Monday, March 26, 2018

Visiting Kosovo:from Pristina, a city on the move to Peja and Prizren

Pristina, the capital of Kosovo, is very impressive city with busy streets, numerous small shops and shops, cafes and restaurants, which are all well visited. This is how a Dutch tourist describe its impressions about Kosovo. Matthias is a travel blogger from Holland, and recently he visited Kosovo and wrote a blog about it. He goes from Pristina, a city on the move, to Peja, the city by the green mountains and Prizren, Ottoman architecture and oriental flair.

Pristina- a city on the move
You find Pristina very impressive with busy streets, numerous small shops and shops, cafes and restaurants, which are all well visited. The people here are very western. Especially the women are dressed up nicely, wearing short dresses, high heels and lots of makeup.
Eating out is very cheap in Pristina. A big burger for just € 1, for babs there's the vegetarian option (ie without meat patty) for only 50 cents.
New Born Monument of Independece

Pristina on a walking tour
We visit the Great Hammam, over the extensive local market, to various mosques, to the Skanderberg place, to the architecturally unique library and of course to the Newborn monument.
Three days in this lively and eclectic city come to an end. From the inconspicuous Pristina station, our trip to Kosovo continues to the extreme west of the country, very close to the Montenegrin and Albanian borders, to Peja. For 3 euros you can travel comfortably by train for two hours through the beautiful landscape.
National Library of Kosovo

Peja - city by the green mountains
In Peja you can do a lot. In addition to the Patriarchal Monastery Peć worth a trip to the Rugova Gorge. There is a Zipline, you can climb and hike very well. I would even go so far as to say that the region is a real Eldorado, especially for abseiling and via ferrata fans. Peja is also the perfect starting point to go on the long-distance hiking trail Peaks of the Balkans. The mountains here are really beautiful. You can also just try to hitchhike and, with luck, have a local take you up to the mountains like we did.
Old Bridge in Peja region

On another day we grabbed the two bicycles from the hostel (5 Euro per person) and cycled to the White Drin Waterfall. The waterfall itself is very impressive and offers a welcome cooling off on hot days. In the cave we did a guided tour and climbed 90 meters down for 7 euros per person with helmet and lamp. Pretty exciting. For this warm clothes are recommended, as it is just 10 degrees in the cave.
Landscape in Peja

Prizren - Ottoman architecture and oriental flair
After the beautiful and intense time we had in Peja, every place would have had a hard time to please us. The first night in Prizren we spend in the city hostel, which we unfortunately not recommendable, as it from the - admittedly very nice - roof terrace at night incredibly loud. Then we switch to Driza's House. This hostel is tucked away and exudes a family charm.
Prizren stands out for its Ottoman architecture. The fortress, the Sinan Pasha Mosque and the stone bridge offer perfect photo opportunities, but also attract many other tourists. That's why it's enough for us to spend just one day in Prizren.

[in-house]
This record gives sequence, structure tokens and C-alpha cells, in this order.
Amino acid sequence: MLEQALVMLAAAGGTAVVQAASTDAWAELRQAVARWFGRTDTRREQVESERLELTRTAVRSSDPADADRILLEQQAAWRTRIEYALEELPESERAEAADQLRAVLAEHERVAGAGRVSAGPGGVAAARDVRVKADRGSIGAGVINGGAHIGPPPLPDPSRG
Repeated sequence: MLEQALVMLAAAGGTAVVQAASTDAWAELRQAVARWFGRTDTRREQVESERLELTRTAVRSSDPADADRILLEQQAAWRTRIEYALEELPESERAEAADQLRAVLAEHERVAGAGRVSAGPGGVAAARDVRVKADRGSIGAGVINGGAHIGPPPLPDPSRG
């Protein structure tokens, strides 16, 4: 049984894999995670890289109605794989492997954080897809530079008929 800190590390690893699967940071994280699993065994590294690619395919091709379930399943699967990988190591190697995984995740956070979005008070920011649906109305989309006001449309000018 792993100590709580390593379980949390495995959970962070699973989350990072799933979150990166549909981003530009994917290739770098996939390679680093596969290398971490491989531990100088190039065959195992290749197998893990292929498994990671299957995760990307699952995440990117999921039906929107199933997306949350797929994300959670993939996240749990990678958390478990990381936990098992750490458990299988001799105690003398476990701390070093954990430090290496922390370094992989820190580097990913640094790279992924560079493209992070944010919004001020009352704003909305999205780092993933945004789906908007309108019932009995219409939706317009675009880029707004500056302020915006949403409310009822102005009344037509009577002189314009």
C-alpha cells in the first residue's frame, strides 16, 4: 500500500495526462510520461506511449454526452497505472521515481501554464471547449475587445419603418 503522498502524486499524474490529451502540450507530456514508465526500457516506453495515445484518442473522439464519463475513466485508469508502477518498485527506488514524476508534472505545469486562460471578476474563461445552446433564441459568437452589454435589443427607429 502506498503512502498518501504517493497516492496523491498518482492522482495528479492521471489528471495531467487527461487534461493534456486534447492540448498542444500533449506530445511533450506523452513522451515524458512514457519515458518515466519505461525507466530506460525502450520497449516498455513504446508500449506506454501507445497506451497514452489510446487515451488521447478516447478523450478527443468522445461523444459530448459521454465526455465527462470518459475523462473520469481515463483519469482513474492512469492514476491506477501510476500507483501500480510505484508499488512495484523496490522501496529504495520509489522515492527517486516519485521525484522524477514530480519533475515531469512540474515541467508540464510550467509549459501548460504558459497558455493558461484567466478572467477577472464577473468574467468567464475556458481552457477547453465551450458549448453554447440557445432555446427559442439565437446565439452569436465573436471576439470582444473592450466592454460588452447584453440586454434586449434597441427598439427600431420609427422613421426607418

Stone bridge in Prizren

Mitrovica - the divided city
Unfortunately we did not make it to Mitrovica. Above all, the city is so interesting because the small northern part, bordering on Serbia, is predominantly Serbian-speaking and the larger southern part is Albanian-speaking. Administratively, the city divided by the river Ibar forms independent municipalities.

Monday, March 19, 2018

Kosovo's medieval monuments among 15 destinations to visit before they disappear forever

The Independent has recently published an article listing 15 destinations to visit before they disappear, and among them are 4 medieval monuments in Kosovo.
Church of Holy Saviour

‘Kosovo boasts plenty of medieval architecture, however, those structures endured quite a bit during the unrest in the Balkans in the 1990s.
Patriarchate of Peć Monastery 

According to Condé Nast Traveler, the churches and monasteries in the region contain Balkan art from 13th through 17th centuries and still need more work to stabilize them after the war.”
Kosovo has four cultural monuments protected by UNESCO.
Dečani Monastery

‘The four edifices of the site reflect the high points of the Byzantine-Romanesque ecclesiastical culture, with its distinct style of wall painting, which developed in the Balkans between the 13th and 17th centuries. The Dečani Monastery was built in the mid-14th century for the Serbian king Stefan Dečanski and is also his mausoleum. The Patriarchate of Peć Monastery is a group of four domed churches featuring series of wall paintings. The 13th-century frescoes of the Church of Holy Apostles are painted in a unique, monumental style. Early 14th-century frescoes in the church of the Holy Virgin of Ljevisa represent the appearance of the new so-called Palaiologian Renaissance style, combining the influences of the eastern Orthodox Byzantine and the Western Romanesque traditions. The style played a decisive role in subsequent Balkan art.
Our Lady of Ljevis Prizren

Read original article here!